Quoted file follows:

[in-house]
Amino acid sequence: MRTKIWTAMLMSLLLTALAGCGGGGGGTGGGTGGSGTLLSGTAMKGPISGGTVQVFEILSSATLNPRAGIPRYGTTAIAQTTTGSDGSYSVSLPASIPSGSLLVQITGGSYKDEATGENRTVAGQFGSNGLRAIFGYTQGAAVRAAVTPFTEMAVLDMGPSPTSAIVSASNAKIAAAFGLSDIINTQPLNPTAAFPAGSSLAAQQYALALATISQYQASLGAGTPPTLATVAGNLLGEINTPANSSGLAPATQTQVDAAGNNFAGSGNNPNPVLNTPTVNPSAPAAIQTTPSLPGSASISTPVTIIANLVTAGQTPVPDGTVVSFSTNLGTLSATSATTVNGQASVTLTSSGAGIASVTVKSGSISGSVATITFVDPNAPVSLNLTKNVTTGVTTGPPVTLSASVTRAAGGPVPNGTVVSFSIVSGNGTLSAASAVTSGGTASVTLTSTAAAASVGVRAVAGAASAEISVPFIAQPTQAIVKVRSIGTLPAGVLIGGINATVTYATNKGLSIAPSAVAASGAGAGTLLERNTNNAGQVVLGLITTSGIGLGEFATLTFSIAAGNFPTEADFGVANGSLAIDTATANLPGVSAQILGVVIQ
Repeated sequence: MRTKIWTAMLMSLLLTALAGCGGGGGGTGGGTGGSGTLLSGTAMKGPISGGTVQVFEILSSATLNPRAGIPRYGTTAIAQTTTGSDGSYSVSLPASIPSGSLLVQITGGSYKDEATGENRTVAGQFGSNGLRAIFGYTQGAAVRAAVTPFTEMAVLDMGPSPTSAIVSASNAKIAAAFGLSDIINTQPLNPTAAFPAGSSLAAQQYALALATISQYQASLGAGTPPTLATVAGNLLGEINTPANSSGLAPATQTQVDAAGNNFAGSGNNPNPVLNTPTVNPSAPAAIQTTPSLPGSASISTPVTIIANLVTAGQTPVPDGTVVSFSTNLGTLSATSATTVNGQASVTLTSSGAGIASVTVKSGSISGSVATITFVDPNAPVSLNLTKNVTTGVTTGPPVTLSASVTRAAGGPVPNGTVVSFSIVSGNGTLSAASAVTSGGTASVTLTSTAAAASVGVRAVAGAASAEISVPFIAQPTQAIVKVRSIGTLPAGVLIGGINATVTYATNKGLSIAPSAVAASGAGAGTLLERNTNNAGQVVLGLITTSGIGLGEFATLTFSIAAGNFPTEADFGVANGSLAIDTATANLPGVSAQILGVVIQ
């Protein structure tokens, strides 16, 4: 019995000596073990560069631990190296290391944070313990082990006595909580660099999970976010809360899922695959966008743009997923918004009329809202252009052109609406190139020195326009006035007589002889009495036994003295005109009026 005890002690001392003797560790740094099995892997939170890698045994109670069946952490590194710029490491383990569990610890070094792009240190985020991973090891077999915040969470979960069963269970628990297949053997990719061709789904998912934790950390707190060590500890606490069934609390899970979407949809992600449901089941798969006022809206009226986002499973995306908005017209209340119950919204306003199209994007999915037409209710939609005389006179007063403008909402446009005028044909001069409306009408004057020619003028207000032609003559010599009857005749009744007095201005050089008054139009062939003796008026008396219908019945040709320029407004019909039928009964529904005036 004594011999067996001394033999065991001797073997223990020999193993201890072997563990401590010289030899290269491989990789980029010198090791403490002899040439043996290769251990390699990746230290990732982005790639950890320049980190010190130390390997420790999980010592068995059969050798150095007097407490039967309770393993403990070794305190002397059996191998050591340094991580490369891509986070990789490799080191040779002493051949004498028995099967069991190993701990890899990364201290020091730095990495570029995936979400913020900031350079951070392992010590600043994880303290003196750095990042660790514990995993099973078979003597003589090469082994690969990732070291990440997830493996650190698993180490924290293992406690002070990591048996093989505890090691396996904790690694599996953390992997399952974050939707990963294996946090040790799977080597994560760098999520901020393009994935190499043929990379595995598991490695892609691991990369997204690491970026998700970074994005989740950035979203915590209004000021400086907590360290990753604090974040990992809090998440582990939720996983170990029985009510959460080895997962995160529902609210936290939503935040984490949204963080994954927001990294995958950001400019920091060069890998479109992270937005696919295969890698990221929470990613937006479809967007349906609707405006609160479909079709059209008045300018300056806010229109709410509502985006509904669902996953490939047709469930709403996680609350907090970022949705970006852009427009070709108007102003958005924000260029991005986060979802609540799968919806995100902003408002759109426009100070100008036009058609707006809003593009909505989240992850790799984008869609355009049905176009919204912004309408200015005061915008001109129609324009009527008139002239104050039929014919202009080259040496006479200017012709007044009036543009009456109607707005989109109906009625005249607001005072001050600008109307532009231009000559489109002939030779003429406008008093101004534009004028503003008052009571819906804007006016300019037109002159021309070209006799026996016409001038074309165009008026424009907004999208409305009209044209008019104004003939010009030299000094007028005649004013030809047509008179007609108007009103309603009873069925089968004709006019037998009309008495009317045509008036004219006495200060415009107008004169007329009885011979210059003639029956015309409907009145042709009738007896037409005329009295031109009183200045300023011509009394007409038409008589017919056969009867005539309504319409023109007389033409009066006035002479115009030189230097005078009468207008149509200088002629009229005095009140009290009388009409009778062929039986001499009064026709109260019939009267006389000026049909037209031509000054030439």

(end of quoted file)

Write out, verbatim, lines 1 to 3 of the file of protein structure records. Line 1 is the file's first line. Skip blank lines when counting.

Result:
[in-house]
Amino acid sequence: MRTKIWTAMLMSLLLTALAGCGGGGGGTGGGTGGSGTLLSGTAMKGPISGGTVQVFEILSSATLNPRAGIPRYGTTAIAQTTTGSDGSYSVSLPASIPSGSLLVQITGGSYKDEATGENRTVAGQFGSNGLRAIFGYTQGAAVRAAVTPFTEMAVLDMGPSPTSAIVSASNAKIAAAFGLSDIINTQPLNPTAAFPAGSSLAAQQYALALATISQYQASLGAGTPPTLATVAGNLLGEINTPANSSGLAPATQTQVDAAGNNFAGSGNNPNPVLNTPTVNPSAPAAIQTTPSLPGSASISTPVTIIANLVTAGQTPVPDGTVVSFSTNLGTLSATSATTVNGQASVTLTSSGAGIASVTVKSGSISGSVATITFVDPNAPVSLNLTKNVTTGVTTGPPVTLSASVTRAAGGPVPNGTVVSFSIVSGNGTLSAASAVTSGGTASVTLTSTAAAASVGVRAVAGAASAEISVPFIAQPTQAIVKVRSIGTLPAGVLIGGINATVTYATNKGLSIAPSAVAASGAGAGTLLERNTNNAGQVVLGLITTSGIGLGEFATLTFSIAAGNFPTEADFGVANGSLAIDTATANLPGVSAQILGVVIQ
Repeated sequence: MRTKIWTAMLMSLLLTALAGCGGGGGGTGGGTGGSGTLLSGTAMKGPISGGTVQVFEILSSATLNPRAGIPRYGTTAIAQTTTGSDGSYSVSLPASIPSGSLLVQITGGSYKDEATGENRTVAGQFGSNGLRAIFGYTQGAAVRAAVTPFTEMAVLDMGPSPTSAIVSASNAKIAAAFGLSDIINTQPLNPTAAFPAGSSLAAQQYALALATISQYQASLGAGTPPTLATVAGNLLGEINTPANSSGLAPATQTQVDAAGNNFAGSGNNPNPVLNTPTVNPSAPAAIQTTPSLPGSASISTPVTIIANLVTAGQTPVPDGTVVSFSTNLGTLSATSATTVNGQASVTLTSSGAGIASVTVKSGSISGSVATITFVDPNAPVSLNLTKNVTTGVTTGPPVTLSASVTRAAGGPVPNGTVVSFSIVSGNGTLSAASAVTSGGTASVTLTSTAAAASVGVRAVAGAASAEISVPFIAQPTQAIVKVRSIGTLPAGVLIGGINATVTYATNKGLSIAPSAVAASGAGAGTLLERNTNNAGQVVLGLITTSGIGLGEFATLTFSIAAGNFPTEADFGVANGSLAIDTATANLPGVSAQILGVVIQ